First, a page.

We should be more concerned about safety of our foods
According to Food and Agriculture Organisation, an estimated 600 million people fall sick while 420,000 die annually from consuming contaminated food. This causes low and middle-income economies to lose about 95 billion dollars of productivity due to illness, disability, and premature death suffered by workers, hindering economic development. These socio-economic costs are extremely high and must be adequately addressed.
Food safety is a shared responsibility of the producers, the government and consumers as well as all the other players along the value chain. The public sector, however, has a critical role to play by enforcing standards and ensuring food producers and actors along the value chain follow protocols by putting in place an efficient food control system.
Now, more than ever before, with the raging Covid-19 pandemic, we need more investments in food safety, as the virus increases the severity of pre-existing health conditions, predisposing people already suffering from poor nutrition, food-borne illnesses and hunger to the virus. Furthermore, investments in the sector are very critical for human health, trade and economic development of the country. However, globally investments in food safety policy implementation and interventions have remained minimal.
In Kenya, the agricultural budgetary allocation has continuously remained low; below the 10 per cent recommended by the African Union Malabo Declaration. In the Sh2.91 trillion 2020/2021 budget, only Sh52.8 billion was allocated to the agricultural sector. Sadly, the amount, which was only 1.8 per cent of the total budget, is not specific to food safety that has continuously remained a silent area of investment.
This is a concern since food producers often lack the capacity, knowledge and infrastructure to guarantee safe food for consumers. This can only be rectified by intense lobbying by all actors in the sector for increased investments by both the public sector in the development of government policy and infrastructure and private sector in advancing food safety in all the value chains.
Civil society organisations have continued to sensitise consumers to demand safe food. They have also continuously lobbied the government to increase the allocation for food safety with some encouraging results. In Nyandarua County, for instance, the government is making efforts to ensure food safety by investing in milk coolers.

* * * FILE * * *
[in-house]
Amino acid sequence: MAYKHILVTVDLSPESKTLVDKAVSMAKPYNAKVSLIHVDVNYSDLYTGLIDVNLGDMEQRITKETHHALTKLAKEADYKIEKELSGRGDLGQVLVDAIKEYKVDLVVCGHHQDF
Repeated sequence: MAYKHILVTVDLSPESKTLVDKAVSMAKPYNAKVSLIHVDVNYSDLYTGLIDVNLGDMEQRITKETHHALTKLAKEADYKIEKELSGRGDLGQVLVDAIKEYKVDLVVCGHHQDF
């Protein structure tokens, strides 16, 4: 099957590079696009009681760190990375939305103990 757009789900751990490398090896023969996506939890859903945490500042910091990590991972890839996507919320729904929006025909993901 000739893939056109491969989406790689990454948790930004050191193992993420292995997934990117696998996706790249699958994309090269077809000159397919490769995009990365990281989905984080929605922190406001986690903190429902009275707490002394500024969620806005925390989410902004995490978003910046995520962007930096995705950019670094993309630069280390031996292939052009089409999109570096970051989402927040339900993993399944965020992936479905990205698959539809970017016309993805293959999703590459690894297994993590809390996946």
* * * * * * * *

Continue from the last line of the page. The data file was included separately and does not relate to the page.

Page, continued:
But although the county government has made positive steps, it needs more funds to provide adequate coolers to farmers across the county to ensure that all milk is chilled within two to three hours after milking.
Apart from the lack of coolers, the quality of milk is compromised by a lack of testing equipment that relies on the farmers' and cooperatives’ ability to have the right testing equipment, which are quite expensive.
Besides milk, little interventions have been made to ensure the safety of fresh produce. Most counties still don’t have good markets that can guarantee the safety of fresh produce. There is a need to build such markets with a special focus on food safety.
Indeed, to reduce the economic costs of unsafe food, the government should increase expenditure on food safety by investing in infrastructure development, laboratories, subsidising the cost of food testing equipment and cold storage facilities to boost food safety and shelf life.
Achievement of this goal can be be enhanced through policy interventions by advancing multi-sectoral approaches in food safety with all relevant ministries involved in budgeting processes and activities, deliberations on food safety at national and county level and helping farmers to produce safe food through capacity building programmes.
In addition, planning for food safety in national development plans and providing a framework for public and private partnerships in food safety interventions must be cultivated by both national and county governments.
In Nyandarua, the county assembly has food safety on top of its agenda and is expected to chart the way forward on the provision of more cold storage facilities.
-Amondi is a project assistant at CUTS-Centre for International Trade, Economics and Environment, Nairobi.
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